Stocks jumped to a new all-time high this morning following slightly better than expected weekly jobless data. First-time unemployment filings tallied 340,000 for the week ending August 28th, beating the consensus estimate of 345,000 by a slim margin.
Apparently, that’s all it takes these days to nudge the market higher. Some analysts called it an overreaction, but really, it had less to do with the actual jobless claims than it did the upcoming August jobs report.
“With jobless claims hitting a pandemic low, there’s definitely some optimism as we look ahead to the full jobs picture tomorrow,” explained Mike Loewengart, managing director of investment strategy at E-Trade.
“We could experience a bit of a tug and a pull — on one hand a solid jobs report is a positive indication of economic recovery, and on the other it backs up the Fed’s case to begin tapering.”
“The private payrolls numbers have been all over the map during the pandemic,” he added.
“But with so much pressure on improvement on the labor market front coming from the Fed, this could send a signal that jobs growth is stagnating. That’s likely a good thing for the markets, though, as it means easy money policy continues.”
Alternatively, a bad jobs report could put the Fed in a tough situation as “stickier” sources of inflation – home values, rents – continue to rise. ADP’s private payroll data suggests that a major “miss” is coming (374,000 jobs reported vs. 638,000 expected).
If that’s the case, the bull market may react poorly when investors realize that the US could be headed for “stagflation” by year’s end.
An ideal August jobs report would be “not too hot, not too cold,” complete with a strong payrolls number that falls somewhere near the consensus estimate. The July jobs report provided this in early August and helped the bull market rip to new heights in the weeks that followed.
Credit Suisse believes bulls will get a repeat performance, regardless of how US labor looked last month.
“The relentless march higher on low volatility in U.S. equities continues and with breadth, volume positioning and sentiment measures all positive in our view we look for the rally to extend further into new highs yet,” wrote Credit Suisse analysts in a note.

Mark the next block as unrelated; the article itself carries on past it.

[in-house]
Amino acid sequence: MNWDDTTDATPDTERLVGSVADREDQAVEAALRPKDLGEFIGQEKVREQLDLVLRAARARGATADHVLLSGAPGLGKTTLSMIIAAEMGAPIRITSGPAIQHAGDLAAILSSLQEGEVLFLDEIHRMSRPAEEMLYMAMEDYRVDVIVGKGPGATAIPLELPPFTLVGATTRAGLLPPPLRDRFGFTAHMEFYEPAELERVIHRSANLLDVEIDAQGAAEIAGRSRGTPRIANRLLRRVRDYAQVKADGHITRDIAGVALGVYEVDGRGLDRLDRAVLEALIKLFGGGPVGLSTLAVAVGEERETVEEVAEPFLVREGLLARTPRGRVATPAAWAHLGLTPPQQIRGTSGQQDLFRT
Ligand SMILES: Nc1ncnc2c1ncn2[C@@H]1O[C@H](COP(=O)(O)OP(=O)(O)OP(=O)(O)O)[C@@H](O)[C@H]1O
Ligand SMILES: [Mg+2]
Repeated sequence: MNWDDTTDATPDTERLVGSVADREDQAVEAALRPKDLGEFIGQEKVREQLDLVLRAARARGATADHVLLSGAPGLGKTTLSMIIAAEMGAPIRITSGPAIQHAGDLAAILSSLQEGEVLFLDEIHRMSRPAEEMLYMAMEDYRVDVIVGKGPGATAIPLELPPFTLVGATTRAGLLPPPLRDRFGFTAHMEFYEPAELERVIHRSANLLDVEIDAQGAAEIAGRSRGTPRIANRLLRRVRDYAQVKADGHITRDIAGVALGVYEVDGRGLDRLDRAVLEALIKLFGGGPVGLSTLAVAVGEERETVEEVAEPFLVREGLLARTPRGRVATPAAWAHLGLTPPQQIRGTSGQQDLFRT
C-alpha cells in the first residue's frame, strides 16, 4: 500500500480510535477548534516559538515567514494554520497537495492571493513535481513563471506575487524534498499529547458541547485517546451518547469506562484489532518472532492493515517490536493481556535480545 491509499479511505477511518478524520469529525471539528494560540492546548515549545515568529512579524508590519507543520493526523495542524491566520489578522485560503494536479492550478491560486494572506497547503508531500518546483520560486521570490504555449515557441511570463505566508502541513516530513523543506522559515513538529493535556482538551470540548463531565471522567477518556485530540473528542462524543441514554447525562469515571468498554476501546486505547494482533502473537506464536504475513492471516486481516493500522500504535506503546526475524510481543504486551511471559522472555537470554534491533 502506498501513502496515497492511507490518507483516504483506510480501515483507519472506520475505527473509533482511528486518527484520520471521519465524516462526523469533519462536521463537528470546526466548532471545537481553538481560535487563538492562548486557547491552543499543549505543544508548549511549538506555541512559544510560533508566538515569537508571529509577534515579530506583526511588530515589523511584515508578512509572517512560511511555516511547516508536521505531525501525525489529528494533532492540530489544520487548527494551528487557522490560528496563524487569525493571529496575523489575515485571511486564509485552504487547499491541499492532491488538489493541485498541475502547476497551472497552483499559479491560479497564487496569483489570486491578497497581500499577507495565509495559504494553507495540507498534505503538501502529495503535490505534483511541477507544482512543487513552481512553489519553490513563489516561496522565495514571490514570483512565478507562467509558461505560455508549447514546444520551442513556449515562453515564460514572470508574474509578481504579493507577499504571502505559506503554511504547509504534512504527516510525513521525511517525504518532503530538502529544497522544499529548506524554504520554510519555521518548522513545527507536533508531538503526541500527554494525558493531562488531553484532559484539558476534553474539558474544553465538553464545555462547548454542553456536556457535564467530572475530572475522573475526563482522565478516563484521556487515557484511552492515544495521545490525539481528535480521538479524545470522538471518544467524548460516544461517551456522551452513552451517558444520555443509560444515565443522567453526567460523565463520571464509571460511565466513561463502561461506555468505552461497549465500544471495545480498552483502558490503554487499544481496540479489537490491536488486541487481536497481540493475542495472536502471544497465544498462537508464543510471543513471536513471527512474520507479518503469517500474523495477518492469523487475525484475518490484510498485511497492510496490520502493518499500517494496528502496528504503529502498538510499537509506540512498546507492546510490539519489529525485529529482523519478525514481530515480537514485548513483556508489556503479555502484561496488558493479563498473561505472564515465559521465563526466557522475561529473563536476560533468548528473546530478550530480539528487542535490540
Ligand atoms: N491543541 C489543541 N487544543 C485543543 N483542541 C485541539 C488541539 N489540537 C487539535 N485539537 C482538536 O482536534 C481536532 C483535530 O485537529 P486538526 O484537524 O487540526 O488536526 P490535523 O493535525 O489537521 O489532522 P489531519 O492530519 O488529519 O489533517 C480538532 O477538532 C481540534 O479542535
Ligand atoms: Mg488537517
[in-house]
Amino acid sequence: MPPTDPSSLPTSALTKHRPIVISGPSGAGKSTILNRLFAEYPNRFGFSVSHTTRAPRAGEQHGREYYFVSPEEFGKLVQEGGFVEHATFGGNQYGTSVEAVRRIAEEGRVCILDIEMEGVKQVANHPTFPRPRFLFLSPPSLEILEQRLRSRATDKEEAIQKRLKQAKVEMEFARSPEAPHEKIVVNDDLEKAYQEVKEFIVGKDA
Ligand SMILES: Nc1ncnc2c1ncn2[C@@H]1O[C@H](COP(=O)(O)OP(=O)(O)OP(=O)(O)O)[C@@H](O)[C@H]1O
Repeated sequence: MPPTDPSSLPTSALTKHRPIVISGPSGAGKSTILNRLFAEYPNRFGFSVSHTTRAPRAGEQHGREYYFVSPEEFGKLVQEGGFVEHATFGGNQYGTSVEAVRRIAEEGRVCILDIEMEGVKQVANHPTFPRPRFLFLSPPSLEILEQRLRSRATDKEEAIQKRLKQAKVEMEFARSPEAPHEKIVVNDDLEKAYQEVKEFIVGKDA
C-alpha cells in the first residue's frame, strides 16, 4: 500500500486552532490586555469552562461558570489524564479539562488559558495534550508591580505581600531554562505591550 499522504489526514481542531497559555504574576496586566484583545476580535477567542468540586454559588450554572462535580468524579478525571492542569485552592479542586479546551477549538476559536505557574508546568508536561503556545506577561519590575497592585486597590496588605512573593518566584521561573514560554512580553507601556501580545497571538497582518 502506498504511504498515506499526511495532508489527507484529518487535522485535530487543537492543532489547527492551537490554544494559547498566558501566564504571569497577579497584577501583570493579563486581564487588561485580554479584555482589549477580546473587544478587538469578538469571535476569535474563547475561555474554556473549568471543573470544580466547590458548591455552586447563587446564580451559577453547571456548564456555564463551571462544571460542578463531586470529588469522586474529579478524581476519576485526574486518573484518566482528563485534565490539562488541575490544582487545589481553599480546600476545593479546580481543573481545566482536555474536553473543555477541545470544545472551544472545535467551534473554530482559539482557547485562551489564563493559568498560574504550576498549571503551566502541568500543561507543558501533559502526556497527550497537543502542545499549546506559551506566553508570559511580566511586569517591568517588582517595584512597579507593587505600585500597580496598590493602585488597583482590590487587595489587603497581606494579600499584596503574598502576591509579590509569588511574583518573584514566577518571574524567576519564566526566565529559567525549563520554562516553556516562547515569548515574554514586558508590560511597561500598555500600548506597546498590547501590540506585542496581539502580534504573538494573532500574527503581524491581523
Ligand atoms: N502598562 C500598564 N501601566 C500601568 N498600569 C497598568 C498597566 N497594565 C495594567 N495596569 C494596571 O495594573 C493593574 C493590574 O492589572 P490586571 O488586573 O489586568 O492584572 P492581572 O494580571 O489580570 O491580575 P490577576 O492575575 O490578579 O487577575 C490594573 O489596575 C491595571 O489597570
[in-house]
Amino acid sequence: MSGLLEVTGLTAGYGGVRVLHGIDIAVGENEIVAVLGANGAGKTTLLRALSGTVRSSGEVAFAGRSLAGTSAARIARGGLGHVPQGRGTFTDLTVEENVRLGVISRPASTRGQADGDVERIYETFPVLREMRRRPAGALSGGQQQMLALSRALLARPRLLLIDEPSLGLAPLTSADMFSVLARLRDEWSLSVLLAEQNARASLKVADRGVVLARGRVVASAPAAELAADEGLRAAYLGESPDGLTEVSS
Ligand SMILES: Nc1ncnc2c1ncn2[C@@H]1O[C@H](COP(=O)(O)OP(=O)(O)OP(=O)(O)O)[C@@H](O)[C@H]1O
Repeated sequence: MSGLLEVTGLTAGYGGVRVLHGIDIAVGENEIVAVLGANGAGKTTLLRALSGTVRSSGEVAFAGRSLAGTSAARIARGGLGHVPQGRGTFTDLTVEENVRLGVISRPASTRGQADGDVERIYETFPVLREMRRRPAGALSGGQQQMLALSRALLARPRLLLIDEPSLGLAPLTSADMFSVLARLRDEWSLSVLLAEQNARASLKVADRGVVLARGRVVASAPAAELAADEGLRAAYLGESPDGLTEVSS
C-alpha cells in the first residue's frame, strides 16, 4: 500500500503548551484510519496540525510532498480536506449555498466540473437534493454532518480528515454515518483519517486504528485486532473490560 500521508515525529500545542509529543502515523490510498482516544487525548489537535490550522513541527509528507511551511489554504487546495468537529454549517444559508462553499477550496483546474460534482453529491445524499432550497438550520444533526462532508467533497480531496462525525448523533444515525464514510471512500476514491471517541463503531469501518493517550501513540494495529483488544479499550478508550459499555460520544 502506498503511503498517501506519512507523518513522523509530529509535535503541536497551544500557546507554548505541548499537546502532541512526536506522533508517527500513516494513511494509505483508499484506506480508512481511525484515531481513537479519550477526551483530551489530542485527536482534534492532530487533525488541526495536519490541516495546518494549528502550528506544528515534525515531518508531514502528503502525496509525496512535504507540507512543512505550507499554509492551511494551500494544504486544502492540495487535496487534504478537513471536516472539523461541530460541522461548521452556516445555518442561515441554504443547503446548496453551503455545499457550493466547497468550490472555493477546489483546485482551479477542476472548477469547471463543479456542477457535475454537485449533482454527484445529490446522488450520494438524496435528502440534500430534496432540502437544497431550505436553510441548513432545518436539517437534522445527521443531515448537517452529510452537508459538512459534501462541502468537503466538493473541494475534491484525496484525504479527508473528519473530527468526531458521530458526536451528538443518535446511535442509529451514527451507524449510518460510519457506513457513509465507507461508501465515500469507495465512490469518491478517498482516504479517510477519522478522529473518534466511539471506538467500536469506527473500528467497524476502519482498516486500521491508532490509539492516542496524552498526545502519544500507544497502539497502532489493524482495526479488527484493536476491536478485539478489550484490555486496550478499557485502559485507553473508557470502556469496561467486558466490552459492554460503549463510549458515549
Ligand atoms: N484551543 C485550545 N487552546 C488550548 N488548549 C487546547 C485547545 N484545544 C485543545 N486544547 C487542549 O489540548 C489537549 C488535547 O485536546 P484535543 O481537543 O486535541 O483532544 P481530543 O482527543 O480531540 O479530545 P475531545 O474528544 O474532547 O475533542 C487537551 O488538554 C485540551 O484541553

Elsewhere on Wall Street, banks have slashed their Q3 GDP forecasts. Goldman shocked investors two weeks ago when it cut its Q3 growth projection to 5.5%, down from the bank’s initial 8.5% estimate. Today, Morgan Stanley joined Goldman by slashing its own Q3 forecast as well.
Morgan Stanley now believes the US economy will only grow by 2.9% in Q3. Several weeks ago, the bank projected 6.5% quarterly growth by comparison.
If both Goldman and Morgan Stanley are correct, Q3 earnings could very easily dent market valuations. And though that may seem like bad news for investors, Morgan Stanley argues that Q4 would see a major rebound.
“We have anticipated slower growth in 2H21, but it has been greater-than-expected, concentrated in the third quarter. August is the month when we think broad activity slowed the most, which will be reflected in data reported throughout the month of September,” wrote analysts from the Wall Street bank.
“We expect momentum to then rise again heading into 4Q with a more supportive base effect.”
Ultimately, this could materialize into yet another significant buying opportunity for traders. The data could also hit when the market’s most vulnerable as the Fed contemplates tapering its monthly bond purchases.
So, even though stocks seem to be in a precarious spot at the moment, the truth is that bulls simply do not care. They assume that equities will never stop rising. Tomorrow’s jobs report release, weak or strong, is unlikely to matter two weeks from now as bulls attempt to push the broader indexes to higher highs.
Until, of course, the Fed spoils the party with a taper warning later this month. Or worse, an official taper announcement.